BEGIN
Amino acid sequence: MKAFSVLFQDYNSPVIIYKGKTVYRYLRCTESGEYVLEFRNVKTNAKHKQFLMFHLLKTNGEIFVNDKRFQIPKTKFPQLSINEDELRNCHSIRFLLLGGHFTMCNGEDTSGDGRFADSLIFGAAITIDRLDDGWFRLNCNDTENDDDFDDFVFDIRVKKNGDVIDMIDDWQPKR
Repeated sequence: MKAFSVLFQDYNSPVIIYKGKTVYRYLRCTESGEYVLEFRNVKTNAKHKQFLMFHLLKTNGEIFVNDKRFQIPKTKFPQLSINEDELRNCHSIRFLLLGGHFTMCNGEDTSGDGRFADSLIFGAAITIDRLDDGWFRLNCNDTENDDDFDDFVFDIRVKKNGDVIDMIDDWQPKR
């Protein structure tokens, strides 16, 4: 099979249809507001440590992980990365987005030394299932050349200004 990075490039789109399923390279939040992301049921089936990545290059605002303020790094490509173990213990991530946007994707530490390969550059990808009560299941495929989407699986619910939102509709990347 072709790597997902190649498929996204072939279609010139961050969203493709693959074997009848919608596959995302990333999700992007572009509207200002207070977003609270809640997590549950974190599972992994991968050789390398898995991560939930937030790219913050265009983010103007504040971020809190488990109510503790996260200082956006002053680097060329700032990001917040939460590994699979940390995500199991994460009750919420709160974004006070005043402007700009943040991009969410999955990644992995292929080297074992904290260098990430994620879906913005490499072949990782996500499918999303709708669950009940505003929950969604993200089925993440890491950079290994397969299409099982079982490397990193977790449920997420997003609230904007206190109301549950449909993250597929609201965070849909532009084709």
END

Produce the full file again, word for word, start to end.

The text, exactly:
Amino acid sequence: MKAFSVLFQDYNSPVIIYKGKTVYRYLRCTESGEYVLEFRNVKTNAKHKQFLMFHLLKTNGEIFVNDKRFQIPKTKFPQLSINEDELRNCHSIRFLLLGGHFTMCNGEDTSGDGRFADSLIFGAAITIDRLDDGWFRLNCNDTENDDDFDDFVFDIRVKKNGDVIDMIDDWQPKR
Repeated sequence: MKAFSVLFQDYNSPVIIYKGKTVYRYLRCTESGEYVLEFRNVKTNAKHKQFLMFHLLKTNGEIFVNDKRFQIPKTKFPQLSINEDELRNCHSIRFLLLGGHFTMCNGEDTSGDGRFADSLIFGAAITIDRLDDGWFRLNCNDTENDDDFDDFVFDIRVKKNGDVIDMIDDWQPKR
């Protein structure tokens, strides 16, 4: 099979249809507001440590992980990365987005030394299932050349200004 990075490039789109399923390279939040992301049921089936990545290059605002303020790094490509173990213990991530946007994707530490390969550059990808009560299941495929989407699986619910939102509709990347 072709790597997902190649498929996204072939279609010139961050969203493709693959074997009848919608596959995302990333999700992007572009509207200002207070977003609270809640997590549950974190599972992994991968050789390398898995991560939930937030790219913050265009983010103007504040971020809190488990109510503790996260200082956006002053680097060329700032990001917040939460590994699979940390995500199991994460009750919420709160974004006070005043402007700009943040991009969410999955990644992995292929080297074992904290260098990430994620879906913005490499072949990782996500499918999303709708669950009940505003929950969604993200089925993440890491950079290994397969299409099982079982490397990193977790449920997420997003609230904007206190109301549950449909993250597929609201965070849909532009084709």